Bridging the Homework Gap: Addressing Educational Equity for All Students

This article is part of a larger series focused on achieving educational equity. For more information, refer to the introductory piece and the ones covering school finance, student discipline, advanced education, and school closures.

To the uninitiated, the debate surrounding homework may come as a surprise. At first glance, the expectation seems clear: Teachers assign homework, and students complete it. The premise is that practice leads to proficiency, and without diligent effort, students cannot learn effectively.

However, there exists a contentious discourse on homework, extending beyond disgruntled students. Some arguments stem from affluent suburban schools where parents express concerns about the overwhelming homework burden on their children. Scholars have also questioned the efficacy of homework in enhancing learning. Moreover, significant debate arises from the “homework gap,” which highlights the disparity in homework completion time between low-income students and their more privileged counterparts. Consequently, calls to limit or eliminate homework altogether have emerged.

Figure 1. Disparities in high school homework completion: Average hours devoted to homework, based on student poverty levels in 2019

Figure 1. Disparities in high school homework completion: Average hours devoted to homework, based on student poverty levels in 2019

Source: U.S. Department of Education, National Center for Education Statistics, Parent and Family Involvement in Education Survey of the National Household Education Surveys. (Refer to this table for updated data as of April 2021.) Note: Poor children come from families with incomes below the Census Bureau’s poverty threshold in the preceding year. Near-poor children fall within the range of the poverty threshold up to 199 percent. Nonpoor children belong to families with incomes meeting or exceeding 200 percent of the poverty threshold.

Naturally, I hold a dissenting viewpoint on this matter. Lowering standards is not a viable solution for achieving educational equity. Instead of an equalizing downward approach akin to “Harrison Bergeron,” we should strive for elevation. The objective regarding homework should focus on increasing student adherence to meaningful and productive practices, supported by myriad research demonstrating its positive impact on academic performance.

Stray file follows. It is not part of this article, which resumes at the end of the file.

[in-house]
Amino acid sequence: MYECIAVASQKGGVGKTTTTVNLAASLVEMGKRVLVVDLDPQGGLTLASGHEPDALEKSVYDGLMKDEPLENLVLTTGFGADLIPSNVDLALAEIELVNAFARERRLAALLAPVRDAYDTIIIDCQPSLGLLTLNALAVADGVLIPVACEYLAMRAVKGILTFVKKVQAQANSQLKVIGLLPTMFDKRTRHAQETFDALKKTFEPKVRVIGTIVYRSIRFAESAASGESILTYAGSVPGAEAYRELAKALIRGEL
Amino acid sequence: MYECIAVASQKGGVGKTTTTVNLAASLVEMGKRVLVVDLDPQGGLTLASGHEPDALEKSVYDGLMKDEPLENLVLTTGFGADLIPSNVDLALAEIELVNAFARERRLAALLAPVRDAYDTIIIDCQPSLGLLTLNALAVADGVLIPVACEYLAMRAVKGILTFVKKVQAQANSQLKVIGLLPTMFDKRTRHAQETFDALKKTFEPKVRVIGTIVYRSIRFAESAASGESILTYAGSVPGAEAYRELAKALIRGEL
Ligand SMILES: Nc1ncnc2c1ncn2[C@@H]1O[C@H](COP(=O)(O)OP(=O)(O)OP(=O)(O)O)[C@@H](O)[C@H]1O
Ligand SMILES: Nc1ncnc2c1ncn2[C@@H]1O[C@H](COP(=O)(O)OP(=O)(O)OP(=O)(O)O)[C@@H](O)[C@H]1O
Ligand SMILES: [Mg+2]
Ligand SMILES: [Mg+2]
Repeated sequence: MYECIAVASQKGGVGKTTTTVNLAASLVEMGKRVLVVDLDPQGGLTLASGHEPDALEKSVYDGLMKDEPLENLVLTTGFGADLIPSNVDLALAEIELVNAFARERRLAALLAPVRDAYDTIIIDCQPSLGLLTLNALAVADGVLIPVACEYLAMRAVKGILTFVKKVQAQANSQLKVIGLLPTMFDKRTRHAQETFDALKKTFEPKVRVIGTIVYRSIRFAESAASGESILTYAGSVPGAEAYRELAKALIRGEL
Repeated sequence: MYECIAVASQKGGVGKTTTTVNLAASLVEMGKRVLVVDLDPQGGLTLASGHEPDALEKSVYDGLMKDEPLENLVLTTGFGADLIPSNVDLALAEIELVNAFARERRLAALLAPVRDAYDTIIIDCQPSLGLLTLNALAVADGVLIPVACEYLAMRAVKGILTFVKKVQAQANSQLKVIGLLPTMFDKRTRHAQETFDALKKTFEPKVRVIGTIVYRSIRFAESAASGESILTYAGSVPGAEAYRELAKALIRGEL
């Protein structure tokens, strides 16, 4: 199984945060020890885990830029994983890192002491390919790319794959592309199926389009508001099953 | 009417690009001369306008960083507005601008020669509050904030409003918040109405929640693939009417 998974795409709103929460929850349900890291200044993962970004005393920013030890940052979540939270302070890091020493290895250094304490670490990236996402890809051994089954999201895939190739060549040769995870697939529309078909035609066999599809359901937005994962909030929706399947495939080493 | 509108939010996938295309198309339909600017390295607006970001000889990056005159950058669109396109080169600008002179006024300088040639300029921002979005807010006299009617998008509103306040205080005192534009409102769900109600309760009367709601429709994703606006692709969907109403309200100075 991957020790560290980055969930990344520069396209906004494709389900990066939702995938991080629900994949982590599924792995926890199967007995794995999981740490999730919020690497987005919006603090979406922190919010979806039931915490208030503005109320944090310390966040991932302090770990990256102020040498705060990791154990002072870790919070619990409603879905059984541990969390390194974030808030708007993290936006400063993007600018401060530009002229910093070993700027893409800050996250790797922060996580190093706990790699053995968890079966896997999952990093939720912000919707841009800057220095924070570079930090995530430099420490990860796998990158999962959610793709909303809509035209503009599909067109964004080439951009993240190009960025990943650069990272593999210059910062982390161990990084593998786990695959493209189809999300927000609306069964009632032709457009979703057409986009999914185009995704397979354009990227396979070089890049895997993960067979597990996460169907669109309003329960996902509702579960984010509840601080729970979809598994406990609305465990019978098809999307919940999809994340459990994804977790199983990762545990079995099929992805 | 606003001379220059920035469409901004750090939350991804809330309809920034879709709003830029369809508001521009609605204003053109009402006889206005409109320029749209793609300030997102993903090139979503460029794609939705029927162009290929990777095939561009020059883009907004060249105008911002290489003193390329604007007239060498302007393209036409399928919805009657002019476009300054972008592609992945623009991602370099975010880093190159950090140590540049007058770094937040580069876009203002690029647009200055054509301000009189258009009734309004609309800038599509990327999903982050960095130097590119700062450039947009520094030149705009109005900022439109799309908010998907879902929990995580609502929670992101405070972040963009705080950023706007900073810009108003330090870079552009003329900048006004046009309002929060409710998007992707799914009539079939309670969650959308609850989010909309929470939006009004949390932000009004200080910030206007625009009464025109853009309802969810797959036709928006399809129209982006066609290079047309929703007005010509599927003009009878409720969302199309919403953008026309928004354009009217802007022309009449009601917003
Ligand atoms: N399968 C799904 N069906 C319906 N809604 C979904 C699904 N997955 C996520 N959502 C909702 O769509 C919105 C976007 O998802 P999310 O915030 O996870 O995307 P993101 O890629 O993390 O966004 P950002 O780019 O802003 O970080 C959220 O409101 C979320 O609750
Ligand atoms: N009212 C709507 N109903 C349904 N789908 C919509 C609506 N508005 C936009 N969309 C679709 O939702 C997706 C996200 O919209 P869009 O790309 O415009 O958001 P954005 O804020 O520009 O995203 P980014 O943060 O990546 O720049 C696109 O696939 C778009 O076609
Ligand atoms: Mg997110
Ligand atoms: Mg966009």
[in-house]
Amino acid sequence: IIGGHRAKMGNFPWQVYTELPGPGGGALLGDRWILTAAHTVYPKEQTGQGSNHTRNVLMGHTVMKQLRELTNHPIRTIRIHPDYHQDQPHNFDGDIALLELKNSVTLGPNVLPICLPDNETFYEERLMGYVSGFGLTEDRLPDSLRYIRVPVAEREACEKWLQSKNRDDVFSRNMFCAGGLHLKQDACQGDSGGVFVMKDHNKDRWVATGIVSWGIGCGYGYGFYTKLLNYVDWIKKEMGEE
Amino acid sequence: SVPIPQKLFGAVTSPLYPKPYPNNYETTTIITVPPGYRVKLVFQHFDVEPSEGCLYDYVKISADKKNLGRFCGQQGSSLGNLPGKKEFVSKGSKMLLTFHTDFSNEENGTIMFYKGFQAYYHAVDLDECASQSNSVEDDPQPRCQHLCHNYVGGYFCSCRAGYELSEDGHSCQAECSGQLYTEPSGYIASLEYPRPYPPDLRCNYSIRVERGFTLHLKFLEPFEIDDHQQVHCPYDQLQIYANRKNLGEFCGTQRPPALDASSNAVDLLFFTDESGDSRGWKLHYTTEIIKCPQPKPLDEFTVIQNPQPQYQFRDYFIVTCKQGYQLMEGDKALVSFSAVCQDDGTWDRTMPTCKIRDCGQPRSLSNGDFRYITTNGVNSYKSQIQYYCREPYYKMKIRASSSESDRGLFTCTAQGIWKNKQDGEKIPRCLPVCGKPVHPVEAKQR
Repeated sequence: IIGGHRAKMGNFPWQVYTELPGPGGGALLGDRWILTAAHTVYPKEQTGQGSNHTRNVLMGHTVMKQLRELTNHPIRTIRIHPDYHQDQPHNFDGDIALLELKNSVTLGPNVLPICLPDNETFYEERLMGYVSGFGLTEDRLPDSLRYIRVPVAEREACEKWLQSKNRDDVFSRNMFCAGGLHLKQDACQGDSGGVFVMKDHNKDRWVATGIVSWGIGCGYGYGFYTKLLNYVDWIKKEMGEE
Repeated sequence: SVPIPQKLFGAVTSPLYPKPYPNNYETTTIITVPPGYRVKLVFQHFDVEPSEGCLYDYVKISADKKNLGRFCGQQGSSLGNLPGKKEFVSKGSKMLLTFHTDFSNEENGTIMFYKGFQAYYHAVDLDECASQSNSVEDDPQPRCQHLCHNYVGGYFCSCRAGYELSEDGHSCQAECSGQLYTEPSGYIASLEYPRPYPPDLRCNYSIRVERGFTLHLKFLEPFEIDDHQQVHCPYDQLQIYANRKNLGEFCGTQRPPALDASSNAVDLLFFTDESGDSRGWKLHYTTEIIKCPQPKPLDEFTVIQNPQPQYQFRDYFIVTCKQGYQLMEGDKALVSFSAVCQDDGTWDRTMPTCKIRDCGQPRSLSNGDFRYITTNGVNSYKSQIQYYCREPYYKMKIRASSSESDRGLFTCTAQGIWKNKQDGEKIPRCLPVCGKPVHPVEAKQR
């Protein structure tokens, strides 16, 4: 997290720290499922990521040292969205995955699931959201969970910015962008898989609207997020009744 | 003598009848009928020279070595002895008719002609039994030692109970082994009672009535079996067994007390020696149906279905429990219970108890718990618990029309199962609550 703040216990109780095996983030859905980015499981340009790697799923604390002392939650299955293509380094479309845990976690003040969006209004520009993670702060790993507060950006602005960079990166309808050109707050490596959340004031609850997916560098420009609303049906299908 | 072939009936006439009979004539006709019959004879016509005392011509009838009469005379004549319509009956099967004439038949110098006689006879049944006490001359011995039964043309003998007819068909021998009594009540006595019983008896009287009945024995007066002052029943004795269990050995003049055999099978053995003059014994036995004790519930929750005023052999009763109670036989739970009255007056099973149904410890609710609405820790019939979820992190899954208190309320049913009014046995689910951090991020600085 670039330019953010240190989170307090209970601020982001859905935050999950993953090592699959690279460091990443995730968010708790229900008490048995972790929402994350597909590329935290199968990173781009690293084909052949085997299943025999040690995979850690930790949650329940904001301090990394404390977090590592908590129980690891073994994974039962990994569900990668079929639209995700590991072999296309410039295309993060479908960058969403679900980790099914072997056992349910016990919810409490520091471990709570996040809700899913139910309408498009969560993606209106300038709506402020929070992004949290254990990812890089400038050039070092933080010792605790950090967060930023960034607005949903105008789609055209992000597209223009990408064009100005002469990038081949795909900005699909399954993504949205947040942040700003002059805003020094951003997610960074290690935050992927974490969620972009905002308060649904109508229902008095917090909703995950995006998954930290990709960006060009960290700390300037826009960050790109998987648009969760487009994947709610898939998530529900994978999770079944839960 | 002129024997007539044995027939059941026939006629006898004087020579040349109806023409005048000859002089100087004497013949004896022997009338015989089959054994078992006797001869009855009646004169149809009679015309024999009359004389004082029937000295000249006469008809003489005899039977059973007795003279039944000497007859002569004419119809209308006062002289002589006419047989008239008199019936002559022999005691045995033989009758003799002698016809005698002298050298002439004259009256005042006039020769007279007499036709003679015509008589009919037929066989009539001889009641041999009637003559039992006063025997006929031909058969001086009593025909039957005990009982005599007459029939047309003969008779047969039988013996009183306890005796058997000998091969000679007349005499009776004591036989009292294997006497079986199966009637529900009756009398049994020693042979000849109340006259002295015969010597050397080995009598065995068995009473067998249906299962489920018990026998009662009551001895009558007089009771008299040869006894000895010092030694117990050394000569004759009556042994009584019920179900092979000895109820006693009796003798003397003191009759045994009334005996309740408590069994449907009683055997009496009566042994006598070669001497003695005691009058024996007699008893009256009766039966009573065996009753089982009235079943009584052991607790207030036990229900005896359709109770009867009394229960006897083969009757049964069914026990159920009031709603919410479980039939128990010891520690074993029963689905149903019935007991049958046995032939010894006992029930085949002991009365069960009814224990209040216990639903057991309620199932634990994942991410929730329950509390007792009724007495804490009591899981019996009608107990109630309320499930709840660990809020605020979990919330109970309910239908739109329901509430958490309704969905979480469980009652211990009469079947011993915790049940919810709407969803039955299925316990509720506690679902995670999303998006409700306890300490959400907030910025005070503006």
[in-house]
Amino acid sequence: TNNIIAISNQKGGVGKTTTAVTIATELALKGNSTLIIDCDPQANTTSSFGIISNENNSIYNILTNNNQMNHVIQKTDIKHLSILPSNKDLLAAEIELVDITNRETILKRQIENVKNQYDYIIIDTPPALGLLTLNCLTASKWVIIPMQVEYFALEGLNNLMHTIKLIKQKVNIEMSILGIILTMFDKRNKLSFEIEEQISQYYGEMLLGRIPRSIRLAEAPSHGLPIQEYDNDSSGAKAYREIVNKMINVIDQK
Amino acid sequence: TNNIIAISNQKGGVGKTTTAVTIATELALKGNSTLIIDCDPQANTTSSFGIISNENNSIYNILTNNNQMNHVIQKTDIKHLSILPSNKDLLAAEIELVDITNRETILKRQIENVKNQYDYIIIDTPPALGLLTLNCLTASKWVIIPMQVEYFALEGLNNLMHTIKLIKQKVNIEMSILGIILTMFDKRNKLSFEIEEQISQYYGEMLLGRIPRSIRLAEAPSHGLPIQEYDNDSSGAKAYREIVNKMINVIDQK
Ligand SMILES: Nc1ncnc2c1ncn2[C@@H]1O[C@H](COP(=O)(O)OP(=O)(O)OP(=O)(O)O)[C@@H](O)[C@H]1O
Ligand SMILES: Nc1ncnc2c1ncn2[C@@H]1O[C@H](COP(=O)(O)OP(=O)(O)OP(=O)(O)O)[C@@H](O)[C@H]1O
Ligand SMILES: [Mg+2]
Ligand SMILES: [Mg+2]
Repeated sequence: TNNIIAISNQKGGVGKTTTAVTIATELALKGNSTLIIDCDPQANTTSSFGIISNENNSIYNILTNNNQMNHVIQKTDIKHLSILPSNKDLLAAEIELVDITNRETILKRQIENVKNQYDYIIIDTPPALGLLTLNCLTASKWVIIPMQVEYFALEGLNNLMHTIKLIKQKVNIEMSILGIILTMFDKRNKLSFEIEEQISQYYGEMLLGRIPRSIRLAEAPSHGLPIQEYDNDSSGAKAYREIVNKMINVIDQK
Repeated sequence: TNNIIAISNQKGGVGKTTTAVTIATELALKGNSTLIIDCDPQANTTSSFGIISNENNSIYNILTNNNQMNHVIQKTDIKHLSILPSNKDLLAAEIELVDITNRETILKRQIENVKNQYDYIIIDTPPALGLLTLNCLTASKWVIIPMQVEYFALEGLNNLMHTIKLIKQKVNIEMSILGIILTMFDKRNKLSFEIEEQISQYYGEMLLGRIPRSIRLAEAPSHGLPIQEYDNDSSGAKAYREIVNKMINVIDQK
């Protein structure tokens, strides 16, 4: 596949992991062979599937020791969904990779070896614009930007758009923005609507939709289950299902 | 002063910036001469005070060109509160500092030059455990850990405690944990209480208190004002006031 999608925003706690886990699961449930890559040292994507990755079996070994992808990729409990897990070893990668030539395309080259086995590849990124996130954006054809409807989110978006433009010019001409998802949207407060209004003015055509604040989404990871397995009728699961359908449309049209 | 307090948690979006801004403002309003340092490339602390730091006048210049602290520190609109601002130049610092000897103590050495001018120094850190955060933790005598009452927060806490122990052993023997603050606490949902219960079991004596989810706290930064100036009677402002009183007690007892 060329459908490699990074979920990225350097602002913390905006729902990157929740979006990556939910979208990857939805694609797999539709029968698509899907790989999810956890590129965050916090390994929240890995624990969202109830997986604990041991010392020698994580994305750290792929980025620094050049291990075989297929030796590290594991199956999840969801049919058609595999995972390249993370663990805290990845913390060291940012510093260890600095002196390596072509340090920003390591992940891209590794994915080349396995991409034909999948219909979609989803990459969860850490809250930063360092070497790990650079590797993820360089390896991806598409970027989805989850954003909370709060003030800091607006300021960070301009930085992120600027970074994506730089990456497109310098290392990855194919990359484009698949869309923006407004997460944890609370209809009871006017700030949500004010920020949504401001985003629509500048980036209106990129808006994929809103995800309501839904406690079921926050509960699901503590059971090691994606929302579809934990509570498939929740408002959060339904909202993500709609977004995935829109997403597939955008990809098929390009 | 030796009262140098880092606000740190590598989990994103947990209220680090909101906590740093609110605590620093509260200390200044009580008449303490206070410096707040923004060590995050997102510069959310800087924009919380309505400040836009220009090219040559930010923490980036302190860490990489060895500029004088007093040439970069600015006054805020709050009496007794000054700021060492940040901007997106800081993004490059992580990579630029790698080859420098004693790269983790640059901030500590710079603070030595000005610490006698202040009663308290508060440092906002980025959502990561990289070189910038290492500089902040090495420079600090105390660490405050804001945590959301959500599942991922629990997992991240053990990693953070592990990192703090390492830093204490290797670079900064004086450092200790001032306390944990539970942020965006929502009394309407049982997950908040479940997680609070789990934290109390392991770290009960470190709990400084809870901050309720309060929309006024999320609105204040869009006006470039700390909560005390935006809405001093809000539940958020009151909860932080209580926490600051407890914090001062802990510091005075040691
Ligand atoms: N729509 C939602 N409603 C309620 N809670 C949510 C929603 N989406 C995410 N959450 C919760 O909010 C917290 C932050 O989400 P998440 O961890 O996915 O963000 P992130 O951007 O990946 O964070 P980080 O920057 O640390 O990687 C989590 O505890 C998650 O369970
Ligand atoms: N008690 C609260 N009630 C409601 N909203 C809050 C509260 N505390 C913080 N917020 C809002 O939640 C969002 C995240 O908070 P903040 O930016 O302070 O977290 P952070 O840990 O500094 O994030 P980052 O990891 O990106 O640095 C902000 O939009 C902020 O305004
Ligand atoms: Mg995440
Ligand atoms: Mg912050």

To achieve this, we must address the obstacles hindering low-income students from completing homework, both at home and in educational settings.

One pertinent challenge lies in technology accessibility. Despite progress in closing the “digital divide,” disadvantaged households still lack high-speed internet access. While schools have expanded laptop initiatives, disparities persist in access to functional devices. Recent surveys highlight that a considerable percentage of students resort to completing homework on phones or encounter obstacles due to unreliable internet or computer connectivity. Assignments necessitating online engagement pose particular difficulties in such scenarios.

Moreover, low-income students encounter difficulties in finding conducive study environments, compounded by limited space at home and caregiving responsibilities. Parental involvement in homework may be hindered by lower educational attainment within these families.

Addressing these challenges should not entail evading homework assignments for low-income students under the pretext of equity concerns. Instead, solutions must target overcoming barriers.

One approach involves bridging technology gaps by providing laptops, Chromebooks, and Wi-Fi hotspots to all students, with the option of utilizing school facilities for such purposes, exemplified by extended library hours and assistance. Inclusion of “extended learning time” within the regular school day or collaboration with community organizations could aid in creating conducive environments for homework completion.

Implementing such strategies is not overly complex, illustrated by successful initiatives in high-poverty schools. These institutions, driven by a commitment to leveling the academic playing field, have recognized the necessity of extended effort to narrow—and ultimately reverse—the homework gap.

Objections emphasizing cost or logistical challenges are valid but should not overshadow the imperative of upholding educational equity through sustained efforts rather than conceding to lowered expectations. Advocates for equity must engage in thorough examination and proactive measures to support student achievement.

Michael J. Petrilli serves as president of the Thomas B. Fordham Institute, is a visiting fellow at Stanford University’s Hoover Institution, and serves as an executive editor for Education Next.

This post was originally published on the Fordham Institute’s Flypaper blog.

The article Doing Educational Equity Right: The Homework Gap was first seen on Education Next.

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